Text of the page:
|Image courtesy of openclipart.org|
- One session of 12 kids were registered.
- Age group: 3rd-6th graders.
- Length: One hour
- The only cost involved was for our snacks (less than $10)
What we did:
- As usual we started out with a discussion about the American Girls characters. This time we focused on how they spent their summers. I tried to get the kids to think a little about how these character's summer plans were similar and different from their own.
- For our first game we focused on Rebecca, our American Girl from 1914. In Rebecca's summer story, she went to Coney Island. I had to explain to the kids that this was a place with rides and games, and in fact not just a restaurant. I set up a simple carnival game for them to play. I stacked five cups on our meeting room table and had the kids try to knock them down with a ball. Once that was done we tried turning the cups over and throwing marbles into them.
- Next we played a little game of volleyball with my beach ball (purchased from the dollar store). I figured this was a fun summery game that they would enjoy. It was definitely a hit, because the kids didn't want to stop playing.
- Our final activity was a beach themed game of pictionary. I found a word list at The Game Gal and picked the words I thought would be easiest to draw.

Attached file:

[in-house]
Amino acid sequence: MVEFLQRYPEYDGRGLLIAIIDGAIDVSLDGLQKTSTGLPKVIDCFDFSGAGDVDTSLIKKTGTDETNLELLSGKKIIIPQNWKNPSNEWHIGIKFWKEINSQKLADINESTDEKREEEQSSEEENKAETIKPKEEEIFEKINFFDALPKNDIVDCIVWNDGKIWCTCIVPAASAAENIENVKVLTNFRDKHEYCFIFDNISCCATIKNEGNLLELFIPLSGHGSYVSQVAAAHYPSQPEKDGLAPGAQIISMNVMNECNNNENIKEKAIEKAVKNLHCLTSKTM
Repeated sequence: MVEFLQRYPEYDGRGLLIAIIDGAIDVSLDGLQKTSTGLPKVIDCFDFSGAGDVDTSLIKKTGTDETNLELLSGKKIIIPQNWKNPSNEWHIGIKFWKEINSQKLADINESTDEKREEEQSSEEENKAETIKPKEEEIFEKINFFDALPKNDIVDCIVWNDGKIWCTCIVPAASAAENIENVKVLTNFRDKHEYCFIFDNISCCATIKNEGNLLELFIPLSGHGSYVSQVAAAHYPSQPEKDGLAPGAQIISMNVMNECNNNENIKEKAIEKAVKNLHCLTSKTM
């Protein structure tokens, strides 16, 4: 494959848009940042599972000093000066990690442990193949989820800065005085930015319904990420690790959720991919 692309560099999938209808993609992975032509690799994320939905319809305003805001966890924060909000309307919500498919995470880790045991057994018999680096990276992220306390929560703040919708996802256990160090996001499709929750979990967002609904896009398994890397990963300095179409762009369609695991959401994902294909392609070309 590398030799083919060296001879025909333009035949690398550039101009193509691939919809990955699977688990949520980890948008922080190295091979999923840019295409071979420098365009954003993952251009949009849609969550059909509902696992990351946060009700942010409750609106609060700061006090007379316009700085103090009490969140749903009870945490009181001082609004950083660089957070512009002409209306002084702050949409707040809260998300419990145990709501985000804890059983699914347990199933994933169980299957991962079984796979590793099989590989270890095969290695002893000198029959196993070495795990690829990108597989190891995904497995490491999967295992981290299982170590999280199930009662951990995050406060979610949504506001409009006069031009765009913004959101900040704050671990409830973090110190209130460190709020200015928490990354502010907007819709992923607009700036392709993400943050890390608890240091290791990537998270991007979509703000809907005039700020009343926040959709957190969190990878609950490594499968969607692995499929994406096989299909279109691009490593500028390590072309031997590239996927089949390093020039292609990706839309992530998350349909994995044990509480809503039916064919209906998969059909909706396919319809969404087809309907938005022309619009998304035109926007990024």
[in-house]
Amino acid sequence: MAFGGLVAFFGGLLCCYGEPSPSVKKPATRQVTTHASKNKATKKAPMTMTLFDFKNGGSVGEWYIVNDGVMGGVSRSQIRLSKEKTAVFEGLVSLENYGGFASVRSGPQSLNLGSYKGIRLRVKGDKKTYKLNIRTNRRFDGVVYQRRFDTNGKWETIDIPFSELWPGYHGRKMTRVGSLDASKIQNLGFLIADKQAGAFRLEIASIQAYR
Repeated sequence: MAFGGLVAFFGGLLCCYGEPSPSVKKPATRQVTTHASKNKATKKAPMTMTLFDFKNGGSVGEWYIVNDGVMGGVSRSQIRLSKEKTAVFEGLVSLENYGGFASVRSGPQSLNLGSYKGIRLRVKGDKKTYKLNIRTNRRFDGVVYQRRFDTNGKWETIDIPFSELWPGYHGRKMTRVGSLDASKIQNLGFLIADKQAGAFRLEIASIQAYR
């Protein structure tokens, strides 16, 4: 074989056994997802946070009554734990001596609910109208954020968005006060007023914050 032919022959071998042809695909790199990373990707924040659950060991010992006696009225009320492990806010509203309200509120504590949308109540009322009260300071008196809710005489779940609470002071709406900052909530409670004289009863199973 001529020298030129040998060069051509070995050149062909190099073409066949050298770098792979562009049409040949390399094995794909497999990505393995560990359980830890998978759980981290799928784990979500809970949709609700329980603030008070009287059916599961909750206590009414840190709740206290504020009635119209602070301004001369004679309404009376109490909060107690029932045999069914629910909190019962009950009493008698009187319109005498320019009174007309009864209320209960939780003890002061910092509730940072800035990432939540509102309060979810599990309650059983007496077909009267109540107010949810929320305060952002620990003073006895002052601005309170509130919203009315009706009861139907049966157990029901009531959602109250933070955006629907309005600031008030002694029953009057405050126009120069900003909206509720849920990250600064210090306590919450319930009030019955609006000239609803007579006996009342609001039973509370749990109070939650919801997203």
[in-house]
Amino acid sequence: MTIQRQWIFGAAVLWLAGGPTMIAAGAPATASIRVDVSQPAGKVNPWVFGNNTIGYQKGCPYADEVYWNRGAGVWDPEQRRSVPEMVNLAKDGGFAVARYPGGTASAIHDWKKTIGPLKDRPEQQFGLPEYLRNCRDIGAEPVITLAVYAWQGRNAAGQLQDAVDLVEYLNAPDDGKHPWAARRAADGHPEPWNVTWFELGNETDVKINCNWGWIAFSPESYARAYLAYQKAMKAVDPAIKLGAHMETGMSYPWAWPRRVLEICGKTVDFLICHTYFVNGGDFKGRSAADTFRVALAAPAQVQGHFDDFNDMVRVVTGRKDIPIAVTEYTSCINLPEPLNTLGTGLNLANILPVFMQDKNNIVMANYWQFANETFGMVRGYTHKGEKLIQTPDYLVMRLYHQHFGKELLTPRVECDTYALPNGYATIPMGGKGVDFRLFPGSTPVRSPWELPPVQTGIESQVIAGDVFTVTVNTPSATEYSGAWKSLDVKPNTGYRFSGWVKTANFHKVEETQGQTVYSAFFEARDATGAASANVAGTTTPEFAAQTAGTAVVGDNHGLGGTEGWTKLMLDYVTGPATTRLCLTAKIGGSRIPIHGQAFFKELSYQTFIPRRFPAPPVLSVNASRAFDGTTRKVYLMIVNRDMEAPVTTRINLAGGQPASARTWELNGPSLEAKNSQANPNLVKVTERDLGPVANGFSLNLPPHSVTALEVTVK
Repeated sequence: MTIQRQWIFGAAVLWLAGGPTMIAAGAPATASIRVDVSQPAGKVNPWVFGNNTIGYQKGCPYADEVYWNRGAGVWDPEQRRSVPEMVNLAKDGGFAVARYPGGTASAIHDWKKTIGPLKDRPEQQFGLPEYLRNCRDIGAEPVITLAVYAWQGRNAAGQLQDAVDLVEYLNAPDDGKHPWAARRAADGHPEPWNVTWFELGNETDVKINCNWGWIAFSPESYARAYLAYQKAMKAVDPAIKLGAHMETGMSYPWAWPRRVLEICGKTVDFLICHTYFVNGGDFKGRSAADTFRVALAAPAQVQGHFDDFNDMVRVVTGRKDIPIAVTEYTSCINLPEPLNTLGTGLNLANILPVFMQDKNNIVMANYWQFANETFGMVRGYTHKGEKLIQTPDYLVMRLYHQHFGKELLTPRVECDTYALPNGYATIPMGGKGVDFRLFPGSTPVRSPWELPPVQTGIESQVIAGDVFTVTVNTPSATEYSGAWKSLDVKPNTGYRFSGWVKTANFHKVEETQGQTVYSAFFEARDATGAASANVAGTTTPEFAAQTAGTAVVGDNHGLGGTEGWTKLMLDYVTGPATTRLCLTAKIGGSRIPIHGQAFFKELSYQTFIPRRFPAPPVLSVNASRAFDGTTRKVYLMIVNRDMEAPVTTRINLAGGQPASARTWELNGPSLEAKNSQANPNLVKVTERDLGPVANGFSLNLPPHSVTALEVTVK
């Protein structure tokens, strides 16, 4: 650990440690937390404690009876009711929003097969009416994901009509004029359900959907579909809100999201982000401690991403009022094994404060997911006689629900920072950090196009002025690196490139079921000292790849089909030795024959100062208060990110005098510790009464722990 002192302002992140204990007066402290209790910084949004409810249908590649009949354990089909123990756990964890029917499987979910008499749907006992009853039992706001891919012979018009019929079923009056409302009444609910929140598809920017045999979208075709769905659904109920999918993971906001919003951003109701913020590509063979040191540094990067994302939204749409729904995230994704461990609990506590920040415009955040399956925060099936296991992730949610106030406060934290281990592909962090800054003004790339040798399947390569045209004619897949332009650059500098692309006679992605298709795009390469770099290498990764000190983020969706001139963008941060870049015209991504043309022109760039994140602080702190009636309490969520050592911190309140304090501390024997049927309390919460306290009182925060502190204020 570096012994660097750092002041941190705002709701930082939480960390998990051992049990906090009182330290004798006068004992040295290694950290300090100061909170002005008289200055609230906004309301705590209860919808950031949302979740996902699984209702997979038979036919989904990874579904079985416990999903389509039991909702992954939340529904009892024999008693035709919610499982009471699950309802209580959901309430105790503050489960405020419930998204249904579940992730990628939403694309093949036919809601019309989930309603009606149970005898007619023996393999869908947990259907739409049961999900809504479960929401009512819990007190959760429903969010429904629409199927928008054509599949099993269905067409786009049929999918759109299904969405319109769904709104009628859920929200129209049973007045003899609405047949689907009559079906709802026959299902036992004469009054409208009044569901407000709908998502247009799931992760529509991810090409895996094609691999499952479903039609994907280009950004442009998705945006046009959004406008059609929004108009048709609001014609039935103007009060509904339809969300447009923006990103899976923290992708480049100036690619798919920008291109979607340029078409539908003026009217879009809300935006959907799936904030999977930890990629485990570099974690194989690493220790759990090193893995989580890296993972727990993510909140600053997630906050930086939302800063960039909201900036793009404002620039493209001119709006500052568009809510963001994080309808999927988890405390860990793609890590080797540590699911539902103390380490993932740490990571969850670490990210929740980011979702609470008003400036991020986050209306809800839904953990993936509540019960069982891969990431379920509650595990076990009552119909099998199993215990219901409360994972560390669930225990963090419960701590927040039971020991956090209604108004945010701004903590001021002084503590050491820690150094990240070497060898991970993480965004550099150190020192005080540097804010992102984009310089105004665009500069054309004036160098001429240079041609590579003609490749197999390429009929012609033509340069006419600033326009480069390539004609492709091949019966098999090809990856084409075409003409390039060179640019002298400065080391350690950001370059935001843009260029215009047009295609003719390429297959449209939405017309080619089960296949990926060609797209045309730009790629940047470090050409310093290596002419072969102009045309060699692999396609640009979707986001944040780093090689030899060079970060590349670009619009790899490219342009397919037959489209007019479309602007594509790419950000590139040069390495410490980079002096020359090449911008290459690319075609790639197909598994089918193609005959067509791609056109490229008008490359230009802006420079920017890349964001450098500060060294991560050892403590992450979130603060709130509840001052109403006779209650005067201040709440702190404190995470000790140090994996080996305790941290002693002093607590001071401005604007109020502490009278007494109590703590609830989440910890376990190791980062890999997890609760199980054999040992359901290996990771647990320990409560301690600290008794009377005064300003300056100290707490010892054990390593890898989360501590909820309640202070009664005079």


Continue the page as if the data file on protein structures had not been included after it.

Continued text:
|A little record of our Pictionary fun :)|
- We ended the program with a craft related to Julie, from 1974. She is very into environmental issues, so we made bird feeders. To create them I we started with paper plates with the center cut out and holes punched on either side. The plates were prepared beforehand, and I left it to the kids to string yarn between the holes. Next time I make this feeders, I will do this step for them too, because some found it a little difficult. The plates were then covered on top with shortening (an allergy friendly alternative to peanut butter!) and sprinkled with bird seed. They can then be hung from the yarn.
How it went:
This was a great end to my regular school year programming. Definitely a good way to usher in the summer before the craziness of summer reading hits!
What we learned:
The attendees learned a little about different historical periods, in particular how the summer activities done in various time periods were often very similar to what they do in the summer. Through our craft, they learned a little about environmental issues. The games in general gave them valuable practice with teamwork.